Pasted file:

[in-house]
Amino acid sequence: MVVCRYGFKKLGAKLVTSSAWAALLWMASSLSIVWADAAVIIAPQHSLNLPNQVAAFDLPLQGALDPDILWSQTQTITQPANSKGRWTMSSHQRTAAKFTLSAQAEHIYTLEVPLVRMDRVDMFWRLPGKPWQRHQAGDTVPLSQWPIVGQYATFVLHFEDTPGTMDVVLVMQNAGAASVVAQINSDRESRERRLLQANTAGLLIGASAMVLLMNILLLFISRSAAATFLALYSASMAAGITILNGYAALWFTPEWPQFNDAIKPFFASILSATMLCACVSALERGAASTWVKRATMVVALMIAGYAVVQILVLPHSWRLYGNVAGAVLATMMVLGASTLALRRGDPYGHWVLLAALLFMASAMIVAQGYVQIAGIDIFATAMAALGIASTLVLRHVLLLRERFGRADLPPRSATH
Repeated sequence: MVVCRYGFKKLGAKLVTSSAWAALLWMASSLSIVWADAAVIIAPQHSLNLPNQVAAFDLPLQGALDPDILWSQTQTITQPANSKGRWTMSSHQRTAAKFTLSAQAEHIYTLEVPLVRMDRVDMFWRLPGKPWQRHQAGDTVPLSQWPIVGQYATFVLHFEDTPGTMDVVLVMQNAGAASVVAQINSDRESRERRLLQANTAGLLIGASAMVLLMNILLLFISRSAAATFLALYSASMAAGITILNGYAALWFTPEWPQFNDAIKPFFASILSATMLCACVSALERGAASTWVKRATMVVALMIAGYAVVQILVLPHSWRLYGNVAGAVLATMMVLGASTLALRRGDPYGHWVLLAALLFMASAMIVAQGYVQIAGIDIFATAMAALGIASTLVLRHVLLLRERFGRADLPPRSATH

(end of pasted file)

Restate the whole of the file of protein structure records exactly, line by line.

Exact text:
[in-house]
Amino acid sequence: MVVCRYGFKKLGAKLVTSSAWAALLWMASSLSIVWADAAVIIAPQHSLNLPNQVAAFDLPLQGALDPDILWSQTQTITQPANSKGRWTMSSHQRTAAKFTLSAQAEHIYTLEVPLVRMDRVDMFWRLPGKPWQRHQAGDTVPLSQWPIVGQYATFVLHFEDTPGTMDVVLVMQNAGAASVVAQINSDRESRERRLLQANTAGLLIGASAMVLLMNILLLFISRSAAATFLALYSASMAAGITILNGYAALWFTPEWPQFNDAIKPFFASILSATMLCACVSALERGAASTWVKRATMVVALMIAGYAVVQILVLPHSWRLYGNVAGAVLATMMVLGASTLALRRGDPYGHWVLLAALLFMASAMIVAQGYVQIAGIDIFATAMAALGIASTLVLRHVLLLRERFGRADLPPRSATH
Repeated sequence: MVVCRYGFKKLGAKLVTSSAWAALLWMASSLSIVWADAAVIIAPQHSLNLPNQVAAFDLPLQGALDPDILWSQTQTITQPANSKGRWTMSSHQRTAAKFTLSAQAEHIYTLEVPLVRMDRVDMFWRLPGKPWQRHQAGDTVPLSQWPIVGQYATFVLHFEDTPGTMDVVLVMQNAGAASVVAQINSDRESRERRLLQANTAGLLIGASAMVLLMNILLLFISRSAAATFLALYSASMAAGITILNGYAALWFTPEWPQFNDAIKPFFASILSATMLCACVSALERGAASTWVKRATMVVALMIAGYAVVQILVLPHSWRLYGNVAGAVLATMMVLGASTLALRRGDPYGHWVLLAALLFMASAMIVAQGYVQIAGIDIFATAMAALGIASTLVLRHVLLLRERFGRADLPPRSATH